The U.S. and Mexico could reach an agreement regarding major issues relating to the North American Free Trade Agreement by Monday.
Mexico’s chief trade negotiator Ildefonso Guajardo along with the rest of Mexico’s trade delegation arrived at the office of the U.S. Trade Representative in Washington D.C. on Sunday afternoon after engaging in negotiations for the past five weeks.
According to the Wall Street Journal, the Mexican delegation is prepared to do “whatever necessary” to reach an agreement that will allow Canada to rejoin the debate and reach an agreement with its southern neighbors. Guajardo indicated that the inclusion of Canada will require approximately another week of negotiations before agreements will be made. Mexico will not consider the issues resolved until Canada is also involved in the deal again.
Mexico and the United States are hashing out key factors in the deal, including the sale and production of cars. These discussions are being described as being “at an advanced stage.”
On Saturday, President Donald Trump tweeted that the “[U.S.] relationship with Mexico is getting closer by the hour,” adding that “a big trade agreement […] could be happening soon.”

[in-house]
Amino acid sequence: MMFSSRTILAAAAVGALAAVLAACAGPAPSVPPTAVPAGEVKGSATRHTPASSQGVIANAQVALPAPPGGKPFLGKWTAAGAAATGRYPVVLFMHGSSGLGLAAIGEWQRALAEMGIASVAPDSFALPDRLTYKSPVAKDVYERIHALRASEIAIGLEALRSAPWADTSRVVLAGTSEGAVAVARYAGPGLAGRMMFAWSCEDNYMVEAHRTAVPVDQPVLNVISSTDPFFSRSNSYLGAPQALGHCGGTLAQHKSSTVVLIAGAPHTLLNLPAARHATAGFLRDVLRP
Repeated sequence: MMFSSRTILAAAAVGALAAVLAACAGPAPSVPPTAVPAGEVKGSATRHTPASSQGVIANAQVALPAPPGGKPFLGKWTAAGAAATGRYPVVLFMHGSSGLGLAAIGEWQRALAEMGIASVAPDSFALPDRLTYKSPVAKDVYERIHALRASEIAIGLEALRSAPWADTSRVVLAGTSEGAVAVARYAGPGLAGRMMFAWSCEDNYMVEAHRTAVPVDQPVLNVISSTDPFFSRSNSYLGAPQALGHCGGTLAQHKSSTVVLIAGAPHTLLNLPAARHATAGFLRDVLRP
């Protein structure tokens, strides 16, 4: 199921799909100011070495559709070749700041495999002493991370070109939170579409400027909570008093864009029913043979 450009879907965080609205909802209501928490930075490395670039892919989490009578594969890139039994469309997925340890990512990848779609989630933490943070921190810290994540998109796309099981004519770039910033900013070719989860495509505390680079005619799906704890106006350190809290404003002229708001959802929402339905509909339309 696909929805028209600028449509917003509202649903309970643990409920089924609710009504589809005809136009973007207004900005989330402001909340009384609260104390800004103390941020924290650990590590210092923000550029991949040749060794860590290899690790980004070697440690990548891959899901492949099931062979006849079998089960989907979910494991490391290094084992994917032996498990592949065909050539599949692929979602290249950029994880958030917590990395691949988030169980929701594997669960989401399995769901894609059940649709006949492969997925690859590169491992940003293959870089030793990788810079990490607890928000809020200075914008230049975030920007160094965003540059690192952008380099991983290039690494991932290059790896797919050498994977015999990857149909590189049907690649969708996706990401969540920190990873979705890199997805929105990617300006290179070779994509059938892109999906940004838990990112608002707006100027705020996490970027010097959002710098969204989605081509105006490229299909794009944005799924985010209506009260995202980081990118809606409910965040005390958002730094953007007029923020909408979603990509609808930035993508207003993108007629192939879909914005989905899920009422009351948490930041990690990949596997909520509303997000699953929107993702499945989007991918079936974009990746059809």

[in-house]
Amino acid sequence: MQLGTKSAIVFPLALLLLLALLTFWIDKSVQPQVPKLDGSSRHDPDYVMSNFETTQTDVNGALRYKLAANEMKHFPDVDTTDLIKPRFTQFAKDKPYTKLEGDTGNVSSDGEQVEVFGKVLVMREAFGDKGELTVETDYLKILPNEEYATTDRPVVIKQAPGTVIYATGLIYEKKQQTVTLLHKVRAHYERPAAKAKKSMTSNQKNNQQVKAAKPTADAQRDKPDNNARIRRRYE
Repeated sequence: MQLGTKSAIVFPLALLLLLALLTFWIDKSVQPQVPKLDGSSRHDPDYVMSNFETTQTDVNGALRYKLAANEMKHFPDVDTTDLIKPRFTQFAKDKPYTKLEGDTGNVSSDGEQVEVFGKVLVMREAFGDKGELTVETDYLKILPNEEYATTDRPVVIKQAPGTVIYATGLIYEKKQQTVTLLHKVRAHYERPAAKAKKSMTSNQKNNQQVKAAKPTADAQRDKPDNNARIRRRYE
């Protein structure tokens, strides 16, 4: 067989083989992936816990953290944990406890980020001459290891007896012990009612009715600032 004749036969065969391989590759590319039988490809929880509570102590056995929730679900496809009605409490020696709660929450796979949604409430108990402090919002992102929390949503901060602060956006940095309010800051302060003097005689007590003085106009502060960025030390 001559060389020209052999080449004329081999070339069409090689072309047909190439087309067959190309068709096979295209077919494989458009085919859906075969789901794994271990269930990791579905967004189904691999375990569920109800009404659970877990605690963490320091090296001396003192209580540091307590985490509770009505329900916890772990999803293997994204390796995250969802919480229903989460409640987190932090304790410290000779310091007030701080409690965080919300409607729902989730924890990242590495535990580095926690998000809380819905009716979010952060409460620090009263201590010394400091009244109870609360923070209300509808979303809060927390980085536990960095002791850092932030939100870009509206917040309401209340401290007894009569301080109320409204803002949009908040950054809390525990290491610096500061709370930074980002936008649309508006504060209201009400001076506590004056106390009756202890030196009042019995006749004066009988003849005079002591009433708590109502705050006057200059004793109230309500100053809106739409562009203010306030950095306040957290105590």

Another concern in the agreement has been that of investor-state dispute settlement. The U.S. has claimed that the tribunal to which companies can bring their complaints of unfair treatment “erodes national sovereignty.” Despite this, many U.S. companies have pressured the administration not to force any change on that agreement, as their international investments are currently protected because of it. Both Mexico and Canada are also in favor of preserving those arrangements.
The U.S. proposed that the tribunal is only in place for certain industries while excluding others.
Guajardo is hopeful that a favorable agreement for all parties will be reached shortly, according to Bloomberg.
“The story of these types of things is always defined in the final minute, and I would say that we’re practically into the final hours of this negotiation. We’ll do everything possible to try to land a deal.”
The “sunset clause” – an automatic cancellation of all agreements after five years – has been a major demand from the U.S. administration, but Mexico believes it can agree to a renegotiated version of this. Guajardo hopes that the two countries will be able to meet regularly to debate amendments and changes to the agreement without having to nullify everything.
The U.S. is prepared to negotiate with Canada separately, but like Mexico would prefer to keep the current three-country deal.